In discussions about misguided notions, the name of a particular animal often comes up.
If, for example, the facts suggest an outcome is next to impossible, the conversation can quickly turn to the subject of flying pigs. Alternatively, when a proposition makes little sense on its face, there may suddenly be talk of putting lipstick on that very same creature.
But when it comes to recent government-sponsored efforts to convince Americans that things are better than they appear, both expressions would seem to apply -- mixed-metaphor conventions be damned.
Take today's move by the Financial Accounting Standards Board to relax the rules on mark-to-market accounting. According to Bloomberg, FASB was "pressured by U.S. lawmakers and financial companies" to make the change, which allows managers more leeway in pricing the financial assets on their balance sheets, including the toxic variety that many firms are now stuck with. Experts say that shift could boost banks' first quarter net income by 20 percent or more.
But will the newfound profitability mean the system is in better shape than before? Not really. In fact, the lack of transparency will likely add to the uncertainty that has undermined lending and other markets since the credit bubble first burst two years ago.
After a brief respite, the financial world will again come unglued over fears about the economic wellbeing of banks and other counterparties. Liquidity will dry up, Main Street will grow more worried about the future, and the economy will suffer the consequences of steadily deteriorating demand.
That is not the only area where proactive policymaking will likely bring about unintended consequences. For example, if you dig into the recent spate of "better-than-expected" economic reports, which many permabulls and TV pundits have siezed on as evidence of a turnaround, there appears to be something other than rigorous analysis involved.
According to Barron"s columnist Alan Abelson, citing work by Merrill Lynch economist David Rosenberg, some of the assumptions that government number-crunchers have been making as they transform raw data into headline statistics are more than a little optimistic, especially in light of broader economic developments.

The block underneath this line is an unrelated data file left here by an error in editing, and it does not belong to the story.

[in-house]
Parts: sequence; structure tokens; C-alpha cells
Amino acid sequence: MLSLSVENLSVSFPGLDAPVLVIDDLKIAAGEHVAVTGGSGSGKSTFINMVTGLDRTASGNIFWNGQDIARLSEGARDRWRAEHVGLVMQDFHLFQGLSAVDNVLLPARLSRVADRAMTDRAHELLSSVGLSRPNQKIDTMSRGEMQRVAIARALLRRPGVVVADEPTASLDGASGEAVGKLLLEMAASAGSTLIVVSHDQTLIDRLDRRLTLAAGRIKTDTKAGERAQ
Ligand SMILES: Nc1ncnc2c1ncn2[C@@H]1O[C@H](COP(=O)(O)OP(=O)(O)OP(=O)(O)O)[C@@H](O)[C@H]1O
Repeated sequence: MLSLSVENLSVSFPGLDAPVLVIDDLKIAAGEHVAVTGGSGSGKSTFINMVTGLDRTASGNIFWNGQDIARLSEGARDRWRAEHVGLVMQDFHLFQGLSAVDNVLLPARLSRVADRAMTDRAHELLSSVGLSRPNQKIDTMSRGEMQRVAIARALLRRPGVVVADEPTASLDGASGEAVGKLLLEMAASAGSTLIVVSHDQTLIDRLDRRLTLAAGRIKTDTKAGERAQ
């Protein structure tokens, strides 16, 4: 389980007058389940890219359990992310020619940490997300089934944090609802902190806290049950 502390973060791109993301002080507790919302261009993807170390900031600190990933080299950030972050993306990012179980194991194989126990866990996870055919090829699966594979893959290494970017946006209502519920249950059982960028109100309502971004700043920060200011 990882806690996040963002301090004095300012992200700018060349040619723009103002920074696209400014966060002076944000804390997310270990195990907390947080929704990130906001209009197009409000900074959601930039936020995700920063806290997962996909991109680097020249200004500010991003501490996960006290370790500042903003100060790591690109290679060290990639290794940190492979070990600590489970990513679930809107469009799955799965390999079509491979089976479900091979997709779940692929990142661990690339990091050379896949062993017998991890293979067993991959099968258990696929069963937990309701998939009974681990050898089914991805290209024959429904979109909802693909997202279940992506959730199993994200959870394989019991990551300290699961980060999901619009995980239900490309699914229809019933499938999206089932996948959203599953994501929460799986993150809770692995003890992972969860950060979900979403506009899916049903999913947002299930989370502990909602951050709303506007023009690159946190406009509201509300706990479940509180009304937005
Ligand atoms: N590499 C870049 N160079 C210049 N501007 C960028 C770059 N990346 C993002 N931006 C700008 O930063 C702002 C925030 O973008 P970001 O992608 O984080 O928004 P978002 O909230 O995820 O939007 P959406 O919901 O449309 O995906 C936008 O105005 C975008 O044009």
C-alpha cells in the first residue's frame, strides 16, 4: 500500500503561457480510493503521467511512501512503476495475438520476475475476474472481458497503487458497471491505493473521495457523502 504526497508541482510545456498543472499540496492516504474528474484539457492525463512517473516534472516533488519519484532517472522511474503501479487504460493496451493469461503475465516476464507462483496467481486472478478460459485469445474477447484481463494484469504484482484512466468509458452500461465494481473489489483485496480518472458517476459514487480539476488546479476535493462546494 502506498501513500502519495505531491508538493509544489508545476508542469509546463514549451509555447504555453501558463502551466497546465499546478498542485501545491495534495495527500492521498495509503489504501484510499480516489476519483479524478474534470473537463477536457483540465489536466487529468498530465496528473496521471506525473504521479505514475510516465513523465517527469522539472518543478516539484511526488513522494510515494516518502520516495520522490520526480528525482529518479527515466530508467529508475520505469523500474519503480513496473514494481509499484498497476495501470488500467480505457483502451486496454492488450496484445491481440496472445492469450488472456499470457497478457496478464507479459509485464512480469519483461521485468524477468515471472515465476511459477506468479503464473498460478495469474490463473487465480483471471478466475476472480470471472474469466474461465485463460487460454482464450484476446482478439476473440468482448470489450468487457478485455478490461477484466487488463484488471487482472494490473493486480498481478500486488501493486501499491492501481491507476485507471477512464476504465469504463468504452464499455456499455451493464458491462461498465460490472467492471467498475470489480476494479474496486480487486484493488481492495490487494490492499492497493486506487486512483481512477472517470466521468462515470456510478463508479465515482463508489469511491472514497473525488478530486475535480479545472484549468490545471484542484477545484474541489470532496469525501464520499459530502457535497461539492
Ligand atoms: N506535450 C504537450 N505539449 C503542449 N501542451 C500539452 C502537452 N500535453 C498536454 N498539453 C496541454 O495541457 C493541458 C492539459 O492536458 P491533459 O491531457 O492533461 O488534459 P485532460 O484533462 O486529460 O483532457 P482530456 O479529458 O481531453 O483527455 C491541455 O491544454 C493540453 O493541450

Among other things, Abelson wrote in this week's Up and Down Wall Street column, "the seasonal adjustment for [February] new-home sales was the strongest since 1982," while the corresponding adjustment for durable-goods orders was the strongest since the series was first released in 1992.
Unfortunately, while that might be taken as good news for now, an inevitable reconciliation of the reported data with what is actually happening on the ground sets the stage for a crushing disappointment later on.
The Public-Private Investment Program, or PPIP, is another effort that seems designed to make the bad look good -- at taxpayer's expense, that is. Quite simply, the plan put forth by Treasury Secretary Timothy Geithner uses the same kind of smoke-and-mirror chicanery that helped create the mess we are in to begin with.
In the end, nothing will really be solved, and the very costly mistakes of the private sector will end up on the books of the taxpayer, with little to show for it except a crushing load of debt for our children and granchildren. (For a helpful overview of how the scam works, check out the chalkboard commentary by the Khan Academy over at YouTube.)
Finally, while it's not clear whether the "assistance" was officially (or even unofficially) sanctioned, the allegedly good results that several banks reported they were having in January and February, which signaled to some wishful thinkers that a turnaround was at hand, may well have come at the expense of the financial black hole known as American International Group, now under U.S. government ownership.
As Zero Hedge argues in a recent post, "AIG, knowing it would need to ask for much more capital from the Treasury imminently, decided to throw in the towel, and gifted major bank counter-parties with trades which were egregiously profitable to the banks, and even more egregiously money losing to the U.S. taxpayers, who had to dump more and more cash into AIG, without having the Treasury Secretary...disclose the real extent of this, for lack of a better word, fraudulent scam."
Of course, all of these developments may be totally unrelated, or perhaps they reflect an extraordinary change in circumstances (not being felt by average Americans, it seems) that also help explain the recent rebound in share prices.
Then again, if only I had enough lipstick, I could make pigs fly.